How to moth-proof your wardrobe
I'd noticed a few moths flitting about the bedroom recently, and while I wasn't 100% certain they were clothes moths, I wasn't taking any chances. I decided to give the wardrobes and drawers a proper-deep down mothproofing. It's a simple enough process, if fairly time consuming.
You need a vacuum cleaner, mothproofing spray, and anti-moth hangers or balls (I use Zensect balls, as they change from orange to white when they're used up, so it's easy to see when they need changing.)
Tackle each section bit by bit. I started with my wardrobe, taking the suitcases off the top, hoovering them, wiping down the top of the wardrobe, then putting the cases back. Then everything came out of the wardrobe. EVERYTHING. This was actually a good time to check if I'd put anything away when it needed mending, to see if anything should be sent to the charity shop, and to see if there was any evidence of the dreaded moths. (There was none; my dresses were safe.) I hoovered the wardrobe, sprayed it with the mothproofer, and when it was dry returned everything to the wardrobe. It's important to spray right into the corners of wardrobes as moths and their larvae can lurk in cracks and crevices. And, of course, don't spray anywhere where animals are likely to go. The cats aren't allowed in the wardrobes, so I didn't have to worry about that.
After that came my drawers (ooh, matron!). They were removed, hoovered, and sprayed, as was the chest of drawers. Because I'd identified a few things I was never going to wear again (good stuff for the charity shop, stuff that was simply unwearably tatty for the bin), there was more room in the drawers and wardrobe, so there was more room to put everything away neatly, with Zensect balls in between layers for added protection. Not only are my clothes now safer, they're hung up more neatly, and it's easier to choose what to wear because they're easier to see.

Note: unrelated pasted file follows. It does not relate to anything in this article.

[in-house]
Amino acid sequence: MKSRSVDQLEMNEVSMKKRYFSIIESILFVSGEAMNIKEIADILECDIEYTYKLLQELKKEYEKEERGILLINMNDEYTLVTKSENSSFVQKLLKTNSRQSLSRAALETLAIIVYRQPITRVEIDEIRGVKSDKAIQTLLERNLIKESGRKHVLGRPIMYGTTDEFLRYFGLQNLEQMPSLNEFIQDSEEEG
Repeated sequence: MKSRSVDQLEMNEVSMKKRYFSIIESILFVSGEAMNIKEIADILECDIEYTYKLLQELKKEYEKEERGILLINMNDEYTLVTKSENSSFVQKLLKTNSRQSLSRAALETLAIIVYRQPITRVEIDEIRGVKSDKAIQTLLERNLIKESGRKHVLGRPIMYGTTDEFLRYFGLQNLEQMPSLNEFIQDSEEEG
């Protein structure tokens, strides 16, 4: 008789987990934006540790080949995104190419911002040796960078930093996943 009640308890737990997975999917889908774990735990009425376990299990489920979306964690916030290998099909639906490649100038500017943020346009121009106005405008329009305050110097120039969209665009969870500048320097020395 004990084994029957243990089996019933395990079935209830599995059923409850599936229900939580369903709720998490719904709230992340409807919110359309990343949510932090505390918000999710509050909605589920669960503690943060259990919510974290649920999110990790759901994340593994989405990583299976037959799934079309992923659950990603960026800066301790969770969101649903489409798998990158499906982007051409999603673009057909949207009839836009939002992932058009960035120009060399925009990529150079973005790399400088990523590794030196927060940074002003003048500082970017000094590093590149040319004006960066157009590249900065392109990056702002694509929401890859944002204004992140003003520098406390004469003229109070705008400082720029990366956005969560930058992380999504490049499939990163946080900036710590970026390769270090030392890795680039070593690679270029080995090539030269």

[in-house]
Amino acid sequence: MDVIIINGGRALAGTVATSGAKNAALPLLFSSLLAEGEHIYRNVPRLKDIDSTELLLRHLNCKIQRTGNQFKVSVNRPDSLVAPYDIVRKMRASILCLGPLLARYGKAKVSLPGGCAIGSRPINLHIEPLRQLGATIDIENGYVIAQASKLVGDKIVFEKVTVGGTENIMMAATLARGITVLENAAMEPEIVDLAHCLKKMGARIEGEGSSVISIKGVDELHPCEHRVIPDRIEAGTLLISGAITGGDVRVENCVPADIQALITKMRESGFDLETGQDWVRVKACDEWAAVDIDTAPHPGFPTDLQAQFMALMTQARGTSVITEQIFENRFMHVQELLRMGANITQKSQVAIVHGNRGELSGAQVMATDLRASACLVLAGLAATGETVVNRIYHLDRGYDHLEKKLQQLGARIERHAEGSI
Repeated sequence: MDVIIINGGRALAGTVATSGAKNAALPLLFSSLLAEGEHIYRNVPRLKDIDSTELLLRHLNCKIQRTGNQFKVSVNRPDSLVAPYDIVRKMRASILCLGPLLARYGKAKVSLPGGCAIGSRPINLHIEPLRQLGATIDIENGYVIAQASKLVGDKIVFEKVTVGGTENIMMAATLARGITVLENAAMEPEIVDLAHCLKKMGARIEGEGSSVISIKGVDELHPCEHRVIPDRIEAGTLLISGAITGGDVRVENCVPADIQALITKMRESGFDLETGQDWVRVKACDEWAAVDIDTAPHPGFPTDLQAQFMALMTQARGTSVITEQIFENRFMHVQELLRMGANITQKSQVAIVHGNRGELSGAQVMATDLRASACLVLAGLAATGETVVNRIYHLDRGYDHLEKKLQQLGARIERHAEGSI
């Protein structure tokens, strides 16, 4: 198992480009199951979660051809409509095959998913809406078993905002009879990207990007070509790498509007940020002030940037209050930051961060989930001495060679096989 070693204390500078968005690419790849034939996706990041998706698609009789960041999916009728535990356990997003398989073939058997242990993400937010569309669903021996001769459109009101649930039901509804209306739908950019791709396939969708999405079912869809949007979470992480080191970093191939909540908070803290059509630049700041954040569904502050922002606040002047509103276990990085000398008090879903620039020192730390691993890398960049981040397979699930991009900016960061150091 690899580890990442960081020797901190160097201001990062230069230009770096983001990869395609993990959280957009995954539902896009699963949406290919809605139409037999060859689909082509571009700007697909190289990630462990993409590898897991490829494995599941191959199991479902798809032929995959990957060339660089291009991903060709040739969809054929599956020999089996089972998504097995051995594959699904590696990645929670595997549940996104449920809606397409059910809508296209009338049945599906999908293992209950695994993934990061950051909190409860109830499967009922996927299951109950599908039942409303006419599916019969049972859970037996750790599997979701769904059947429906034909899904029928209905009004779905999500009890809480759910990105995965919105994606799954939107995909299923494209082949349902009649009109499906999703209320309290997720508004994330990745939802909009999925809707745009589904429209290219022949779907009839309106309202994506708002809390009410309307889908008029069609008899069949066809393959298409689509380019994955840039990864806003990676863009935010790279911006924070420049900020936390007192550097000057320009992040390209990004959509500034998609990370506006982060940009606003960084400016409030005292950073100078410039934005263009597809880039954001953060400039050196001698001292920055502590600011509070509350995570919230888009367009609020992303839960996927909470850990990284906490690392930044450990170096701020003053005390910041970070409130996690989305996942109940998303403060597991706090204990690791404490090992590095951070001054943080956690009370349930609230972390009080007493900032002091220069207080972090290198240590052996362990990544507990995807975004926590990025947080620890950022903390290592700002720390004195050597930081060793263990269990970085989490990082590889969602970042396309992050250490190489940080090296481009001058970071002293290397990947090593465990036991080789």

In the end, I found only one thing with any damage, and that was in Mr Robot's wardrobe. He'd piled a lot of things in the bottom, including a grey wool jumper, which had been munched. However, his wardrobe got the same treatment as mine, so it should be safe now. The jumper went in the bin.
I've still got my yarn boxes to sort through, though they seem okay - they've always got Zensect balls inside. And there's my big trunk, which has a lot of craft stuff, duvet covers and a couple of vintage dresses in (they're too small for me, but I love them). However, the moths seem to be beaten for now.